(Phys.org) —The bacterium that causes Legionnaires' disease remains difficult to track. French researchers have now developed a new technique that should allow living representatives of this dangerous pathogen to be detected much more quickly than with conventional methods. As they report in the journal Angewandte Chemie, samples are exposed to an azide-modified compound that the pathogen specifically incorporates into its shell, which is made of saccharide units. A fluorescent marker attached to the azide groups is used to identify the pathogen.
In the summer of 1976, a previously unknown disease broke out at a convention of the American Legion in Philadelphia. Of the 221 people infected, 34 died. The disease now known as Legionnaires' disease has broken out many times since then. The pathogen behind it was identified as a bacterium called Legionella pneumophila that proliferates in systems of standing water at temperatures between 25 and 50 °C, such as water reservoirs, boilers, fountains, whirlpool tubs, or intermittently used water pipes. Although drinking the contaminated water poses no risk, inhaling droplets leads to severe lung infections.
In order to avoid epidemics, it is necessary to monitor vulnerable systems. However, traditional testing methods based on bacterial cultures require 10 days to identify the pathogen – far too late to intervene in suspected cases. Sam Dukan, Boris Vauzeilles, and their team at the Institute for the Chemistry of Natural Substances (CNRS, Gif-sur-Yvette), the Institut de Chimie Moléculaire et des Matériaux d'Orsay (CNRS/Université Paris-Sud) and the Institut de Microbiologie de la Méditérranée (CNRS/Aix-Marseille University) have now developed a new method that can be used to identify living bacteria of the species Legionella pneumophila within just one day.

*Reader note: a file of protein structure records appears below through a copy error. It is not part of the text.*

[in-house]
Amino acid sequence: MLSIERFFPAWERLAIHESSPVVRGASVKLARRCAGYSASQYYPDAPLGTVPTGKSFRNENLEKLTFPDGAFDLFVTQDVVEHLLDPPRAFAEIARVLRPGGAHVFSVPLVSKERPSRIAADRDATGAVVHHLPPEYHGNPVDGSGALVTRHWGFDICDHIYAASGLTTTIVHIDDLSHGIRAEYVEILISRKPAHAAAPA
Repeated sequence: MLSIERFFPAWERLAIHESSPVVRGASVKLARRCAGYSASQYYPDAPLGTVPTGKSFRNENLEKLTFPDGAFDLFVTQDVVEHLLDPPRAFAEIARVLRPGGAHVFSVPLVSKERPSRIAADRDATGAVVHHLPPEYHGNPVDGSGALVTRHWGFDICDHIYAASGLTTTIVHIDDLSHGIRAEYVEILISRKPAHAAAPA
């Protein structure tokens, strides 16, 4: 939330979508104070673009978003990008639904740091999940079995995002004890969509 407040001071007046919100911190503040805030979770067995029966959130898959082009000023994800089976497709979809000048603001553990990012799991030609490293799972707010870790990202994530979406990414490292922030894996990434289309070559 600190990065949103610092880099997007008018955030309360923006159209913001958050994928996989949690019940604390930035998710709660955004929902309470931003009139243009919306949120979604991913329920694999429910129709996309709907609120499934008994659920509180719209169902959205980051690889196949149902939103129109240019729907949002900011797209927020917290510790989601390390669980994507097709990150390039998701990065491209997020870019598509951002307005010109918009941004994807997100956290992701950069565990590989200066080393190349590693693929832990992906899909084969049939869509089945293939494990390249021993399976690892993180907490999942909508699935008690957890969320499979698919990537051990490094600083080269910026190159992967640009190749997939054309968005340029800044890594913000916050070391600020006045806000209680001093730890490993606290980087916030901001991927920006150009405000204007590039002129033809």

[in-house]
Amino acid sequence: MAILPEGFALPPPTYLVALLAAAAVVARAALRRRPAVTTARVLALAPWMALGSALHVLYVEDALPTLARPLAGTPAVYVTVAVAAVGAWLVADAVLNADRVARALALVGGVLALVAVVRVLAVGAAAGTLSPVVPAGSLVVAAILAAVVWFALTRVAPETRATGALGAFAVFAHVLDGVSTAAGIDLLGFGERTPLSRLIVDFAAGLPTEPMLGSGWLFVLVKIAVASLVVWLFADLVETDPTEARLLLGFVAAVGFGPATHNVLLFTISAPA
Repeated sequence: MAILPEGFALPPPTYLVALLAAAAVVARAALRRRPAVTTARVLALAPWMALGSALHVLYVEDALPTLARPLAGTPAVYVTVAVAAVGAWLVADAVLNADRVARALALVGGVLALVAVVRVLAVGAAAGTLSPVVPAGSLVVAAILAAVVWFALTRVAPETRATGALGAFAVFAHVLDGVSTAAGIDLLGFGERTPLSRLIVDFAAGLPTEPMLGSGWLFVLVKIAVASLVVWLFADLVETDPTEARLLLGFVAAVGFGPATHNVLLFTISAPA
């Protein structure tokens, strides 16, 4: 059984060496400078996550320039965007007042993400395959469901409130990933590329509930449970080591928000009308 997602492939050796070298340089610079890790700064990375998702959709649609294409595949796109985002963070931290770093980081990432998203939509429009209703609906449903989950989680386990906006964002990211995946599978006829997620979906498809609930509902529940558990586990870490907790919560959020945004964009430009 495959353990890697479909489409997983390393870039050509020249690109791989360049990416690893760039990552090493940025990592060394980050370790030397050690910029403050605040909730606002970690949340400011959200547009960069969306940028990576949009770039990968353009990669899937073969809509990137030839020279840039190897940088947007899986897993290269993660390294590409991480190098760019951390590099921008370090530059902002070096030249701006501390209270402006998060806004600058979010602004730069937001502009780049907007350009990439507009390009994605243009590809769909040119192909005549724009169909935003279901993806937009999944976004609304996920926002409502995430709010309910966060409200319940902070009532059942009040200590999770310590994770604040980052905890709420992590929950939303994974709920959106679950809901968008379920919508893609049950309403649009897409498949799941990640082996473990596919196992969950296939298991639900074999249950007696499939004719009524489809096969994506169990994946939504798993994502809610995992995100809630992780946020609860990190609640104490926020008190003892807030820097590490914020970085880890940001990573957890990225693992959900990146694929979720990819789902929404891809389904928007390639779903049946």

Legionella are Gram-negative bacteria with a species-specific pattern of saccharide molecules on their surface, called the lipopolysaccharides. In Legionella pneumophila, these contain a special saccharide building block that other bacteria do not have. For their new test, the researchers exposed the sample to a precursor molecule of this saccharide with an additional azide group (–N3) tacked on. If the bacteria in question are present, they take up this substance and use it to build the saccharide building block to use in their lipopolysaccharides—which are now tagged with azide groups. These groups can then be used to attach various probes to the surface of the cell. For example with a fluorescent label, the marked bacteria give off a green glow under a microscope. Because only Legionella pneumophila synthesizes the special saccharide building blocks, other species of Legionella are not marked in this process. This new method is the first successful metabolic lipopolysaccharide label using a specific saccharide that can selectively detect one species.
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More information: Boris Vauzeilles"Identification of Living Legionella pneumophila Using Species-Specific Metabolic Lipopolysaccharide Labeling." Angewandte Chemie International Edition, dx.doi.org/10.1002/anie.201309072